The Old Testaments constitutes the large part of the Bible. In fact, the Old Testaments represents a collection of books that vary in genre and themes but which are united on the basis of the common historical ground and its major focus on the development of the Christian teaching. The Old Testament may be viewed as the backbone of the Bible prior to Christ since the books comprising the Old Testament were written by different authors in the period from the 12th to 2nd centuries BC.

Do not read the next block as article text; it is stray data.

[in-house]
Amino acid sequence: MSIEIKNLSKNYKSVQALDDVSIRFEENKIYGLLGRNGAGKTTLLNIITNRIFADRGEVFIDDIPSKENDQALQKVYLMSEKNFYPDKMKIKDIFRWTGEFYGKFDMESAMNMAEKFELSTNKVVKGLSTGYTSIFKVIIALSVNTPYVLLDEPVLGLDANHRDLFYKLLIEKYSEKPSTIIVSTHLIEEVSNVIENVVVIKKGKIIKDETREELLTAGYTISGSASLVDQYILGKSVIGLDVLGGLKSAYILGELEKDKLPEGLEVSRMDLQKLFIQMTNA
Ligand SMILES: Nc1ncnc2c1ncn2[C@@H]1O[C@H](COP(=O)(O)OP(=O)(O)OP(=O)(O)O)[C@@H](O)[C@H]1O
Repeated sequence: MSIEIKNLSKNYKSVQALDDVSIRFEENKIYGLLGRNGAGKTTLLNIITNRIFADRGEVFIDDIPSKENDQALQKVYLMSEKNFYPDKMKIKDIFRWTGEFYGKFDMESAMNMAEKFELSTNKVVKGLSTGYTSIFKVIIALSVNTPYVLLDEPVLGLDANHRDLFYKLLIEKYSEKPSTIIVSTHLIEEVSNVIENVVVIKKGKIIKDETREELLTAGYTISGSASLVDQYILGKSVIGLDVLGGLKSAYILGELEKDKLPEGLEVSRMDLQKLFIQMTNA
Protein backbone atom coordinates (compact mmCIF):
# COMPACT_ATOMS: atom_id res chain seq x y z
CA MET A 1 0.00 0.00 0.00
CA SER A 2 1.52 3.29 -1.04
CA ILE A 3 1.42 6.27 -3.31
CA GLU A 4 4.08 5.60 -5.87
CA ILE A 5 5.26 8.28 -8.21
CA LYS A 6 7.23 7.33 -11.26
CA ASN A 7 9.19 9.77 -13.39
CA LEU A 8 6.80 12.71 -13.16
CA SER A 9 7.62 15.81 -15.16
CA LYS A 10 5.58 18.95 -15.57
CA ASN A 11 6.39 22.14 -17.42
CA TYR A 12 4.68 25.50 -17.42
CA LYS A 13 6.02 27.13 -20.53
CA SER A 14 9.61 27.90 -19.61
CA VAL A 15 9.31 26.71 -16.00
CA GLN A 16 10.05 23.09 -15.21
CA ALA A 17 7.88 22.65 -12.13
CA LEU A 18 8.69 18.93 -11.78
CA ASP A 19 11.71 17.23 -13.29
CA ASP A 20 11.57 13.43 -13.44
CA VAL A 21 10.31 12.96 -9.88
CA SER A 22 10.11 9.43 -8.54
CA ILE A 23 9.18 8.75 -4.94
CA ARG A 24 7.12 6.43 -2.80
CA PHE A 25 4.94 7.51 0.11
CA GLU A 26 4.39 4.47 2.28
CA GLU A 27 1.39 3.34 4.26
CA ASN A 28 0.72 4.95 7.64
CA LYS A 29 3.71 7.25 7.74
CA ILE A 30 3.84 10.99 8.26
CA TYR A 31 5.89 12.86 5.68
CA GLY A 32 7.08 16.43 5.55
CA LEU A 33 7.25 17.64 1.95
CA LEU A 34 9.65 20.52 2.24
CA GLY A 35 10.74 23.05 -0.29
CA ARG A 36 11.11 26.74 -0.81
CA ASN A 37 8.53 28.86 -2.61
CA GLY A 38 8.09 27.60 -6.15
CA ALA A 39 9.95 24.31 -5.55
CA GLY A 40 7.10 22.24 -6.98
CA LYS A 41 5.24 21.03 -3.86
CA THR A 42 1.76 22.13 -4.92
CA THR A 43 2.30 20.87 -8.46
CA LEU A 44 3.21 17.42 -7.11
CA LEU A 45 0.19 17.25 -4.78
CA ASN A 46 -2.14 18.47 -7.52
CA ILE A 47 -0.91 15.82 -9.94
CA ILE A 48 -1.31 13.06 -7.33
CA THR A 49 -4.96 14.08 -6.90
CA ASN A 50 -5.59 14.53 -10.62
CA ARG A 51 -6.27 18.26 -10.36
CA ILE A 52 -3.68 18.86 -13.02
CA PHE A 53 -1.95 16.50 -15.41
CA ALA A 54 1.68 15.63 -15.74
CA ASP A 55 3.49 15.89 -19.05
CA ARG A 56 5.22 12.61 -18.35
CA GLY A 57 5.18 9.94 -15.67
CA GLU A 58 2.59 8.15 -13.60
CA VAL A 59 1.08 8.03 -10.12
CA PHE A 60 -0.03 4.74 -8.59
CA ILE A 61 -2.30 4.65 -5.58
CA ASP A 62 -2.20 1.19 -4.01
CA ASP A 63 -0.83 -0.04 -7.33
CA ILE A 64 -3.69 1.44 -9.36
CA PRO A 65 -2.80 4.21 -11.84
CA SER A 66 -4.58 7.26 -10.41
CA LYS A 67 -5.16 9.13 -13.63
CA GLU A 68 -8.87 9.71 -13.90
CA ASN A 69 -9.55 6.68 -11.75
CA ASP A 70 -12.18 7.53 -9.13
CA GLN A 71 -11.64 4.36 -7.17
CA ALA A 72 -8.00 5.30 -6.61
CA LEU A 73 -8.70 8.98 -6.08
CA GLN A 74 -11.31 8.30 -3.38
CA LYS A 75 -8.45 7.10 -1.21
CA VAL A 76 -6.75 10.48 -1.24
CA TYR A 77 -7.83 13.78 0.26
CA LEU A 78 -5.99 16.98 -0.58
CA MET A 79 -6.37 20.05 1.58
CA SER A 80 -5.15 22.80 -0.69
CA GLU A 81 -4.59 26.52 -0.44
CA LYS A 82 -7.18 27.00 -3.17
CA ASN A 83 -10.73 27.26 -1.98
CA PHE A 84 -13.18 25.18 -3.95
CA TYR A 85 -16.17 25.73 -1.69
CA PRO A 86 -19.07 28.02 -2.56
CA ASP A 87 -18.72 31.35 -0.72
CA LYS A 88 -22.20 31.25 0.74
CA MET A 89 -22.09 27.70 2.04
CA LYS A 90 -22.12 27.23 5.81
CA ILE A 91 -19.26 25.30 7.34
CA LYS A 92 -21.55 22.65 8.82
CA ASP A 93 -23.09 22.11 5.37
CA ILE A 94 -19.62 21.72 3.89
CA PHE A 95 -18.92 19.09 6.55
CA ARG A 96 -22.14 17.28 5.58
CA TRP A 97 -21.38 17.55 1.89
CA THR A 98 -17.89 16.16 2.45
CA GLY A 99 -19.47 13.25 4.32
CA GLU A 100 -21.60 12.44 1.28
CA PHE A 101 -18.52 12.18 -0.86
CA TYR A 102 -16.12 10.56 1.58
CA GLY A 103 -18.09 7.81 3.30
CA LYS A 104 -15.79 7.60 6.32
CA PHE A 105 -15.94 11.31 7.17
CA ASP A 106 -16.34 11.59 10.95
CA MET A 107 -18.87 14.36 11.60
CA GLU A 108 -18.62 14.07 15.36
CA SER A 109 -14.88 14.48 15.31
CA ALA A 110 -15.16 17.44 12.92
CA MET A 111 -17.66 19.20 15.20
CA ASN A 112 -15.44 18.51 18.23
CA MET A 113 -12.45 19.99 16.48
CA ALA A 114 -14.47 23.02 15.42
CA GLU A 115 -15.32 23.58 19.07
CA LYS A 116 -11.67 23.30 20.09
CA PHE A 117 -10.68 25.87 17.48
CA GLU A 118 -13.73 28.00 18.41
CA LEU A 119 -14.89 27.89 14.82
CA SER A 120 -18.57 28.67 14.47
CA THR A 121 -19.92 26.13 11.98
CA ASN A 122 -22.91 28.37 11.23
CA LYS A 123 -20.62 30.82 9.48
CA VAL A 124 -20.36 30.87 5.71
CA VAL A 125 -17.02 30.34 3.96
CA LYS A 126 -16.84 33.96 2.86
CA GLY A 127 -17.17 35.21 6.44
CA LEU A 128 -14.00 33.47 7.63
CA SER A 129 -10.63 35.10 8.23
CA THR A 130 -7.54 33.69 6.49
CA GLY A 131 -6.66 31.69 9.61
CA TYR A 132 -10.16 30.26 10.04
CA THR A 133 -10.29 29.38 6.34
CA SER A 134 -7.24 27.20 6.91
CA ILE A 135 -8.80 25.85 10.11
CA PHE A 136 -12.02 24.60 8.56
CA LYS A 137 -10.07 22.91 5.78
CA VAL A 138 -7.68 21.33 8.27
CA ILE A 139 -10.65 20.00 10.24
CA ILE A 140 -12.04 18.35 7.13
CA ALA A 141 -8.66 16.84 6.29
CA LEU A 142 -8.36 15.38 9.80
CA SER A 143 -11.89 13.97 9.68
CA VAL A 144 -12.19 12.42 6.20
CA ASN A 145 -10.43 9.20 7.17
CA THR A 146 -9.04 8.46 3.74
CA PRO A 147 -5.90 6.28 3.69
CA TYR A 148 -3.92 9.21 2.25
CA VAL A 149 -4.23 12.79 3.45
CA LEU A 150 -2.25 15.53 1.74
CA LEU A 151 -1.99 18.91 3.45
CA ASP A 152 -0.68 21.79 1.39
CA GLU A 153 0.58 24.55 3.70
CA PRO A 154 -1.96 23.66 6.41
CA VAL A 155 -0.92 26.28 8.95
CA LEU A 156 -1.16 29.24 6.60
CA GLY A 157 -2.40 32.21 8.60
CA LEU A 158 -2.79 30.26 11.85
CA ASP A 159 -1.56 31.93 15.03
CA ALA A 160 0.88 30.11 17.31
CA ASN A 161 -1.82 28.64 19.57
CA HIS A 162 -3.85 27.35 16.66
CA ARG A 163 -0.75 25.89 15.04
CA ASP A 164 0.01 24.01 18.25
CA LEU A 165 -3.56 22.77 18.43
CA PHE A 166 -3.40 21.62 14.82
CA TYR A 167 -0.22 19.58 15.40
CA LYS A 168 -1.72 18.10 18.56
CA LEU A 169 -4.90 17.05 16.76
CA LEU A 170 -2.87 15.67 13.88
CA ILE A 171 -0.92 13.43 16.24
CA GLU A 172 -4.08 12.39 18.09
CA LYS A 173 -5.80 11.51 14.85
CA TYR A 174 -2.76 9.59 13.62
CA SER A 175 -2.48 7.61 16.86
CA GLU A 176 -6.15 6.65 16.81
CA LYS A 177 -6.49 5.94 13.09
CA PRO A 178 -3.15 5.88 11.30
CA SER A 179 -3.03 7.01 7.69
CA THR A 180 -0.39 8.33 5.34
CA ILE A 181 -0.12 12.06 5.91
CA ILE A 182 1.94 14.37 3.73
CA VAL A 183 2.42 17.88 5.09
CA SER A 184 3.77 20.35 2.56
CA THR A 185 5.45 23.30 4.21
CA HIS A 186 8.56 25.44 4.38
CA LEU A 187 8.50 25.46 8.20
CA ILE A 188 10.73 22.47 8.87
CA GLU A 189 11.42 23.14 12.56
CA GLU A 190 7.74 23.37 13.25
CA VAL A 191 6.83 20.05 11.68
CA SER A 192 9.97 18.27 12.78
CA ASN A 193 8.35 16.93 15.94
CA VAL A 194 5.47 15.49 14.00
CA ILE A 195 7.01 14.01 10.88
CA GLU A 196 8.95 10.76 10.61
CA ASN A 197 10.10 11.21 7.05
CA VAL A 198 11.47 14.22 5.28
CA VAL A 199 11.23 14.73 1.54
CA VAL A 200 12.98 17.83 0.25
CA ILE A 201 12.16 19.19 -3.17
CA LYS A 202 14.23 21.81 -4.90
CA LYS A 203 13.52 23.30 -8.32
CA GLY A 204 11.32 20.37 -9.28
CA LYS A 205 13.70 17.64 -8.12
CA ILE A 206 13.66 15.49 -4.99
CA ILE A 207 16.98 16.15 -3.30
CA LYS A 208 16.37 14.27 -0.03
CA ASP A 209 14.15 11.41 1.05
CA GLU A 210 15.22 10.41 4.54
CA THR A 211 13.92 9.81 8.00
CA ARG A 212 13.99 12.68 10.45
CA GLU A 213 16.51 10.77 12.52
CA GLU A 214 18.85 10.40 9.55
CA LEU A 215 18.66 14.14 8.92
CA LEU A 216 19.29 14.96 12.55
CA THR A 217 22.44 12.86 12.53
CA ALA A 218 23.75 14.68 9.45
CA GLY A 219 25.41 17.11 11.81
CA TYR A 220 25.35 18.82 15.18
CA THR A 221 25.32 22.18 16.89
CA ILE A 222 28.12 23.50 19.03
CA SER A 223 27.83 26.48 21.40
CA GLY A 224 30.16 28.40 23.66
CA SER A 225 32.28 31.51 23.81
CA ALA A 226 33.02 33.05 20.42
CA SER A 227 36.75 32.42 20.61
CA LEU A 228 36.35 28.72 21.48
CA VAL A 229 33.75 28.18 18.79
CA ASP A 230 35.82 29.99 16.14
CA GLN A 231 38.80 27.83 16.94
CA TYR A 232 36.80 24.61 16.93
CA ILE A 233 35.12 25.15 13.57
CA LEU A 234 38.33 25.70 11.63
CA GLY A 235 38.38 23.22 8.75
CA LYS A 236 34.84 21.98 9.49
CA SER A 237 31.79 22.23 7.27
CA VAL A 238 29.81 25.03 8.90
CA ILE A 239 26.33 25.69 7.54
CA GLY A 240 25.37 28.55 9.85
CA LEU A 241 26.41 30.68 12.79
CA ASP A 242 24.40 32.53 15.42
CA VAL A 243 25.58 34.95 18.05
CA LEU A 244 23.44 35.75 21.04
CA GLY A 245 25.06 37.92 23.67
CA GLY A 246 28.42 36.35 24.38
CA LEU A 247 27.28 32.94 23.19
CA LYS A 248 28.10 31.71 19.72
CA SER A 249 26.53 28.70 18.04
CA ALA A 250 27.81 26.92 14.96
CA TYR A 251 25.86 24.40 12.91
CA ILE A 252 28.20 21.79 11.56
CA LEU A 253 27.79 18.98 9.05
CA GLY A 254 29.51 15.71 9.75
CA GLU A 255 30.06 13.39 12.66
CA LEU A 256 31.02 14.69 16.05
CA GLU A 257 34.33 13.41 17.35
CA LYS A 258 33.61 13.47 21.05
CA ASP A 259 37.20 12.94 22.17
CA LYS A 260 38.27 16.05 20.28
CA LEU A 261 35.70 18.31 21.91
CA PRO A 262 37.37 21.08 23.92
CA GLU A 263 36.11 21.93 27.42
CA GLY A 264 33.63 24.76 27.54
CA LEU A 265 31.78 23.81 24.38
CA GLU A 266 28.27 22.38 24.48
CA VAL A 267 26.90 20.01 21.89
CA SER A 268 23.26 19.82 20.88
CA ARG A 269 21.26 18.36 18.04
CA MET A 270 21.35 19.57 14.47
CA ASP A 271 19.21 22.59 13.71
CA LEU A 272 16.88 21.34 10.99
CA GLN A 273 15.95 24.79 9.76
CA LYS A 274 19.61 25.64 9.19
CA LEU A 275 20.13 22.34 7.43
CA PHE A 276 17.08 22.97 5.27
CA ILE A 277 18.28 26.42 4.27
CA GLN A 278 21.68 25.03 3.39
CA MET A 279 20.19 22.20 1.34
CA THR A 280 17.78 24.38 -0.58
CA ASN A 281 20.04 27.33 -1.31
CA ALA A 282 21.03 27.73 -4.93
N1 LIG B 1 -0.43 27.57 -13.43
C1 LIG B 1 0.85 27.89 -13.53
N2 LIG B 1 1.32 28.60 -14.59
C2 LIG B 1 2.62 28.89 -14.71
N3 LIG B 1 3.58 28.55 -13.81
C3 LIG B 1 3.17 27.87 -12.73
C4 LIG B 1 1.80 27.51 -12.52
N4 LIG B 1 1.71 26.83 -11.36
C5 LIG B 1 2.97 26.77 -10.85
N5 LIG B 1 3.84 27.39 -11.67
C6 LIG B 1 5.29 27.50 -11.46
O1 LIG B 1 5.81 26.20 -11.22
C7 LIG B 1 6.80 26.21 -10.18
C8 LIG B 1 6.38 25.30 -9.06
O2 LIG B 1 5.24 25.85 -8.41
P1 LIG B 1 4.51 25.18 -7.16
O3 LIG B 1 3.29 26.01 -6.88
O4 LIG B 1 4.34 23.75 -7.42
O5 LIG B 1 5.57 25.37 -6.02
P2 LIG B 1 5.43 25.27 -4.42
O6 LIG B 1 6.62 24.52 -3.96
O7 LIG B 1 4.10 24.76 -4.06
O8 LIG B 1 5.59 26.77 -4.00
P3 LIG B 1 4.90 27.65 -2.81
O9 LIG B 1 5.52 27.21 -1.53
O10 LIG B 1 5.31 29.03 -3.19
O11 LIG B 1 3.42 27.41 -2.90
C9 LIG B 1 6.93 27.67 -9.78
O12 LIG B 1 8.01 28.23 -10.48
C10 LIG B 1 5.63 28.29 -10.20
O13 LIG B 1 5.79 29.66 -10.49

On analyzing the history of the Old Testament, it is important to underline that the interpretation of original texts of books comprising the Old Testament vary substantially. To put it more precisely, specialists (Bahnsen et al., 291) distinguish the Septuagint which is commonly accepted in the Orthodox Christian tradition, and the Latin translations of the Hebrew texts, including the translation made by Jerome, which are commonly accepted in Catholic Christian tradition. At this point, it should be said that the Septuagint represents the Greek translation of the original Hebrew texts. Originally, the Greek translations were perceived as correct translations of the Old Testament. However, in the late 4th – early 5th century AD, Jerome’s translation of original Hebrew texts revealed the fact that the Greek translations were not absolutely precise and they did not always adequately conveyed the original message of ancient authors. At first, Jerome’s translations faced a strong opposition from the part of Christian theologies, including Augustine, who insisted on the correctness of the Greek translation. Nevertheless, gradually, the Latin translations of the original Hebrew texts were accepted by western, Catholic theologies and clergymen.